Opposition cries foul as Nova Scotia ponders paying for U.S. border agents

Nova Scotia is considering footing the bill for U.S. border security agents in Maine serving the privately run ferry to Yarmouth, N.S.

Transportation Minister Lloyd Hines says nothing has yet been decided in talks with U.S. officials, but it could be part of the cost of doing business as the ferry moves to a new entry point.

The ferry is set to move to Bar Harbor from Portland, Maine, after Bay Ferries, the heavily subsidized private operator, struck a deal with the town last fall.

Hines also says the province hasn’t made a final decision yet on paying for more than $3 million in upgrades to Bar Harbor’s ferry terminal, but he says it’s reasonable to expect it would incur at least “some of the cost.”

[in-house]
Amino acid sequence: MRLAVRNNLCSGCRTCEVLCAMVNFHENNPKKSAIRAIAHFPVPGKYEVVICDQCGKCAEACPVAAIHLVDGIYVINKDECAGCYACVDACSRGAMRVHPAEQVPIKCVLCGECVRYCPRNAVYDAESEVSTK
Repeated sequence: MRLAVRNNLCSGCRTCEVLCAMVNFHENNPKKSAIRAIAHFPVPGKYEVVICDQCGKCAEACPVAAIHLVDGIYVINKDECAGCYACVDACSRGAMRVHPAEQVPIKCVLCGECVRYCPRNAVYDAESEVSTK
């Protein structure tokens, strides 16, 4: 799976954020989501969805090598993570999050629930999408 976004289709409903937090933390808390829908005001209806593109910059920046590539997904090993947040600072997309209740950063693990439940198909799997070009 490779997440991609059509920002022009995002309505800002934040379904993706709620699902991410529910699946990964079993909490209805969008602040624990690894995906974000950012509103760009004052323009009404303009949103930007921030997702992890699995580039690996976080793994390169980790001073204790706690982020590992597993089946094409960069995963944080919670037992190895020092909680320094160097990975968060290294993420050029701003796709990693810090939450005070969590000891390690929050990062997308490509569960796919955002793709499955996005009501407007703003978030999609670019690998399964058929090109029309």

Progressive Conservative Leader Tim Houston says paying for civil servants in another country is inappropriate and doesn’t strike him as a “normal” cost of doing business.

NDP Leader Gary Burrill says while he believes the ferry is an essential piece of Nova Scotia’s infrastructure, the province shouldn’t be “running to the Americans with an open cheque book.”

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